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Pleural Plaques

Pleural plaques involve thickening of the tissues around the lungs and the diaphragm. While there are generally no symptoms, the condition can be serious and potentially life threatening if left untreated, and is a common side effect of exposure to asbestos.

Asbestos is a known carcinogen responsible for several types of cancer, and its full effects on those who have been exposed to it often take years to develop. At Cohen, Placitella & Roth, P.C., our experienced asbestos attorneys help victims of pleural plaques and related disorders get compensation for the losses they suffer, by holding manufacturers and other accountable for the damage they caused.

Asbestos and Pleural Plaques

Asbestos is a mineral composed of bundles of tiny fibers which can get into the air and be either inhaled or swallowed. The National Institutes of Health (NIH) states that pleural plaques are caused when these asbestos fibers are breathed into the lungs. The fibers build up in the pleura, which is the tissue around the lungs, causing it to thicken and harden. In some cases, these tissues can become thick enough to compress part of the lung, impacting the victim’s ability to breath normally, and can eventually develop into lung cancer and disease.

Pleural plaques may develop in people who live in older homes with building materials made of asbestos. They can also develop in those who work in industries that manufacture or rely on products made with the substance. While it was once widely used throughout the Philadelphia area, its use became limited throughout the 1970s. In 1989, the Environmental Protection Agency banned the use of asbestos in the manufacture of new products, but products developed prior to 1989 are exempt from the ban.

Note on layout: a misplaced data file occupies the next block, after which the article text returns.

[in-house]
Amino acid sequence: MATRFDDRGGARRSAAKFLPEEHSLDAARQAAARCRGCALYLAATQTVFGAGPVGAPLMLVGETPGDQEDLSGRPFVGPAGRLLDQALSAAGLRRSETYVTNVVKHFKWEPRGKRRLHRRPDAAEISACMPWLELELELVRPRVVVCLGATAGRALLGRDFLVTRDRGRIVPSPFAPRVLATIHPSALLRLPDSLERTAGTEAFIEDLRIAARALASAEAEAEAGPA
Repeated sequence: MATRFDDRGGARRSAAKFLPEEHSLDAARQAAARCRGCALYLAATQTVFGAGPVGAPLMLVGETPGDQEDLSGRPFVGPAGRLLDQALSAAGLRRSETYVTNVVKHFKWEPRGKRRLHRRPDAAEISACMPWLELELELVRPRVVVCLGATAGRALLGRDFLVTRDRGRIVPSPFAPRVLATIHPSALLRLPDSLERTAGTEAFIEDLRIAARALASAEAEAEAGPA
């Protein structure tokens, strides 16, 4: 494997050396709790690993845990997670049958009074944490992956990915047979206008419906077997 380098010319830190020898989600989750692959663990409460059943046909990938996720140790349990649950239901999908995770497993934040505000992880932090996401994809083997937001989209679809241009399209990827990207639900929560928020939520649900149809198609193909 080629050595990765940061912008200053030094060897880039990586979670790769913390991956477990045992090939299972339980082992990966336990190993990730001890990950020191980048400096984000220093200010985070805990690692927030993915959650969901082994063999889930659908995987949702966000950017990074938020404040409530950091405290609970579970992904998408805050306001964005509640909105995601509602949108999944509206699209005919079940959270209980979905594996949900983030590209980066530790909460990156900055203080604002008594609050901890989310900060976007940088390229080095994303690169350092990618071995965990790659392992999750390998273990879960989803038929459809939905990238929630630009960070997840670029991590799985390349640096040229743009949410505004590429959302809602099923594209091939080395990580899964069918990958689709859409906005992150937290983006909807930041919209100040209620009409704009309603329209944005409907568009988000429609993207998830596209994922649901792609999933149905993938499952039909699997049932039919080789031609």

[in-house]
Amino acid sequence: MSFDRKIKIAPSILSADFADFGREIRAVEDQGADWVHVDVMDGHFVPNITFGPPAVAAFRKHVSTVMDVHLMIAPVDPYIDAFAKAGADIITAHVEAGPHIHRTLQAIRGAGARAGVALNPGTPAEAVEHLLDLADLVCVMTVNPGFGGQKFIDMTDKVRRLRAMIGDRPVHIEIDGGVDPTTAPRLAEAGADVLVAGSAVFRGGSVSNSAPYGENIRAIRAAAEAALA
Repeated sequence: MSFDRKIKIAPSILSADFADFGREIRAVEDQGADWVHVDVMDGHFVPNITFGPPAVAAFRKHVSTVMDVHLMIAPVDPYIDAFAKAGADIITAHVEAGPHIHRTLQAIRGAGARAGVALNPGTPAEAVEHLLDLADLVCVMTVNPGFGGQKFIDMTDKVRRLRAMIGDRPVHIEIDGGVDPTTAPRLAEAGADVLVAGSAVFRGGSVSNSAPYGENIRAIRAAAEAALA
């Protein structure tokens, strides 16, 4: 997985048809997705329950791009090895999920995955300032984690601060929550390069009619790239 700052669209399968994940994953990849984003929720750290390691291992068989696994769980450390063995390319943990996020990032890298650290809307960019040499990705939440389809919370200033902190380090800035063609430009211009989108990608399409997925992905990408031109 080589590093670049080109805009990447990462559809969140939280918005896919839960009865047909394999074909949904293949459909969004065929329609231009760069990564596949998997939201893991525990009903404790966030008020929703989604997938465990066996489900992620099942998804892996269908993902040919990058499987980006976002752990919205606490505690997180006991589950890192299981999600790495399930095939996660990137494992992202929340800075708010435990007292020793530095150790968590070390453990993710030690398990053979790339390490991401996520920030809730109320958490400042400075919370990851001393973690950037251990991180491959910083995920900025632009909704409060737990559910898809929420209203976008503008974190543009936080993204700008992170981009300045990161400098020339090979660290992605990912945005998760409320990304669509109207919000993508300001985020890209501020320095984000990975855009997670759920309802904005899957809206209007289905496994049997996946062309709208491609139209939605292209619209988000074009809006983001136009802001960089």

Exposed To Asbestos

Most of us are exposed to asbestos at some point in our lives, but there are certain occupations which can increase your risk of developing pleural plaques and related disorders. According the National Cancer Institute (NCI), those most at risk include the following:

  • Construction and demolition workers;
  • Shipyard workers;
  • Airplane and auto mechanics;
  • Electricians, plumbers, pipefitters, and welders;
  • HVAC mechanics and insulation removal workers;
  • Painters, bricklayers, and cement plant employees.

In addition to the above, firefighters and rescue workers are also at risk. The NCI reports that asbestos was used in the construction of the Word Trade Center, and that studies indicate that as many as 70 percent of rescue and recovery workers experienced pleural plaques and similar lung disorders.

Our Philadelphia Asbestos Attorneys Can Help You

If you or a loved one has been diagnosed with pleural plaques or other respiratory illness as the result of asbestos exposure, contact Cohen, Placitella & Roth, P.C. today. Our team of attorneys can advise you on how to hold responsible parties accountable, so that you and your loved ones can get the compensation you need to deal with your illness. When it comes to your health and your family’s financial security, get the assurance that comes with knowing you have an award winning team on your side.

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